There is a photograph at the Australian War Memorial (H15117) of a Sergeant Dowsett in Gallipoli, Turkey, in 1915. He kneels, casually, beside an unexploded 8.25 inch Turkish shell which he was in the process of stripping.  I was on the hunt for information on my great grand-uncle Jack Dowsett, who served at Gallipoli – was this evidence of him?

Gallipoli, Turkey. 1915. An 8.25 inch shell which did not explode being stripped by Sergeant Major Dowsett of the AIF.

Gallipoli, Turkey. 1915. An 8.25 inch shell which did not explode being stripped by Sergeant Major Dowsett of the AIF.

The highest rank Jack had achieved, according to his war records, had been Lieutenant so this was unlikely. Who was this other Dowsett that appeared at Gallipoli?  With Australia still having been such a relatively small country at the time, I figured it a good chance that two Dowsetts at Gallipoli could be related – even if unknown to each other.

Once again, searching the National Archives turned up most of the information I needed.  I found the soldier I was looking for, and his digital war records at the Archives were extensive and of high quality.  Sergeant Major David Dowsett of the Royal Field Artillery had enlisted in the 4th Battalion, Field Artillery of the AIF on August 4th, 1914 – just two weeks after Australia entered the Great War along with other nations of the British Empire such as Canada and New Zealand. 

An extensive search through genealogical records also proved that he was a cousin of Jack’s, and my 6th cousin twice removed.  It was another thrilling discovery to make; another Dowsett serving in the First World War – making a total of four in both of the World Wars. All of a sudden, there was a Dowsett family military history stretching out before me.  For a long time I had wanted a story to write about and now I felt compelled and obligated to record these stories, as much as I could know.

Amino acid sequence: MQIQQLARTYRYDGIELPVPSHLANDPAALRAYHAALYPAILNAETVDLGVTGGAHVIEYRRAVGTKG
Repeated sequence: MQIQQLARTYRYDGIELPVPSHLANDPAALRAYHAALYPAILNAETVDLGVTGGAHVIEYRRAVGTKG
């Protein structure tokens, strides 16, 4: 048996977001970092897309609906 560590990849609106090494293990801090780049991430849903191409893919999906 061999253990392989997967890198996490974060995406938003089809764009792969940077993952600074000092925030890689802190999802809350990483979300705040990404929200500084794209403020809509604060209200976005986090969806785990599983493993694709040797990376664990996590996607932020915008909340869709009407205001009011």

Clearly, having ancestors who trod the hallowed battlegrounds of Gallipoli was an immense source of pride.  However, the fact that both men had survived and more to tell was fascinating.  Like most of the soldiers who were evacuated from Gallipoli, other theatres of the Great War awaited them. Jack, as a Lieutenant of the 7th Light Horse, went on to serve in Sinai and Palestine.  David was transferred to the 2nd Field Artillery Brigade and became a Lieutenant in the 21st Howitzer Brigade, seeing action in France and Belgium.

Jack Dowsett survived the Middle East and returned home.

David Dowsett was killed in action during the Battle of Passchendaele, Ypres in 1917.

Dowsett’s War, Part 2

For the other chapters of Dowsetts War, click here.